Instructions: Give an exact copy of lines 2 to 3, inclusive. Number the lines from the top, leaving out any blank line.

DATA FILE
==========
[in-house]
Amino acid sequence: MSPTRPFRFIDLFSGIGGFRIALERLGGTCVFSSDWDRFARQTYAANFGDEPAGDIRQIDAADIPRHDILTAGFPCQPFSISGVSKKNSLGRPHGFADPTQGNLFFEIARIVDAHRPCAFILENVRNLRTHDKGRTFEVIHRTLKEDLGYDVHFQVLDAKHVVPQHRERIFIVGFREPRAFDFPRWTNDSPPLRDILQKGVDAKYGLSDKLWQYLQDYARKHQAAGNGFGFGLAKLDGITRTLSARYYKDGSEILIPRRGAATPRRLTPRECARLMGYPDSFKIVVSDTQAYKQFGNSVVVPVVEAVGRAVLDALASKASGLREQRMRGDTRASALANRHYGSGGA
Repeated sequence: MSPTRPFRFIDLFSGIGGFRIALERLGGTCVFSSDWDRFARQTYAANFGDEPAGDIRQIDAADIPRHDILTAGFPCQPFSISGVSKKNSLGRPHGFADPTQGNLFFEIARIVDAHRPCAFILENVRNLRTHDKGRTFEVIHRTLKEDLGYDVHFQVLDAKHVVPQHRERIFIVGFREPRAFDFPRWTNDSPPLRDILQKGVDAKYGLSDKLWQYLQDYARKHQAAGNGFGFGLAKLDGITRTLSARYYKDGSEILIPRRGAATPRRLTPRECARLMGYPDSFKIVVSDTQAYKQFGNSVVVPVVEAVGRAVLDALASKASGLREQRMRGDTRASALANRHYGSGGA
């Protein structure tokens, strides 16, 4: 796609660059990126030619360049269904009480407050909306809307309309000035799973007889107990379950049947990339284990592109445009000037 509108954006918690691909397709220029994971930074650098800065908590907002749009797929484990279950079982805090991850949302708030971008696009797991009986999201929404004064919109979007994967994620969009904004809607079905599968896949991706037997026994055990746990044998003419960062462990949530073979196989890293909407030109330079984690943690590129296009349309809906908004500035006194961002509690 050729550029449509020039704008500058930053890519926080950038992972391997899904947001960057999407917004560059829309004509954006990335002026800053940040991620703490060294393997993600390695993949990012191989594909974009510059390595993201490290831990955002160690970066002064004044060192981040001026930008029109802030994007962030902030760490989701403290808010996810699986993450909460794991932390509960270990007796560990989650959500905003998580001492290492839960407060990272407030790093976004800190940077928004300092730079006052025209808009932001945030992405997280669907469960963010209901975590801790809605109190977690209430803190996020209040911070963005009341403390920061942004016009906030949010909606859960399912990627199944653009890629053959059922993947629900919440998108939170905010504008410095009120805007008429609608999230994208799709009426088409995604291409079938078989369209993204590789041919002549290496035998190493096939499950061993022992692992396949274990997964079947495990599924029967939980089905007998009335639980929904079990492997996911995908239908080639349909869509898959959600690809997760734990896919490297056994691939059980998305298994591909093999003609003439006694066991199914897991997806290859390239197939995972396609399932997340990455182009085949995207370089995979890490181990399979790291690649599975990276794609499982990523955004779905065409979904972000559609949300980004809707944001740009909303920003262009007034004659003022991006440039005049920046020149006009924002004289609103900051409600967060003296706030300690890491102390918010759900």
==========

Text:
Amino acid sequence: MSPTRPFRFIDLFSGIGGFRIALERLGGTCVFSSDWDRFARQTYAANFGDEPAGDIRQIDAADIPRHDILTAGFPCQPFSISGVSKKNSLGRPHGFADPTQGNLFFEIARIVDAHRPCAFILENVRNLRTHDKGRTFEVIHRTLKEDLGYDVHFQVLDAKHVVPQHRERIFIVGFREPRAFDFPRWTNDSPPLRDILQKGVDAKYGLSDKLWQYLQDYARKHQAAGNGFGFGLAKLDGITRTLSARYYKDGSEILIPRRGAATPRRLTPRECARLMGYPDSFKIVVSDTQAYKQFGNSVVVPVVEAVGRAVLDALASKASGLREQRMRGDTRASALANRHYGSGGA
Repeated sequence: MSPTRPFRFIDLFSGIGGFRIALERLGGTCVFSSDWDRFARQTYAANFGDEPAGDIRQIDAADIPRHDILTAGFPCQPFSISGVSKKNSLGRPHGFADPTQGNLFFEIARIVDAHRPCAFILENVRNLRTHDKGRTFEVIHRTLKEDLGYDVHFQVLDAKHVVPQHRERIFIVGFREPRAFDFPRWTNDSPPLRDILQKGVDAKYGLSDKLWQYLQDYARKHQAAGNGFGFGLAKLDGITRTLSARYYKDGSEILIPRRGAATPRRLTPRECARLMGYPDSFKIVVSDTQAYKQFGNSVVVPVVEAVGRAVLDALASKASGLREQRMRGDTRASALANRHYGSGGA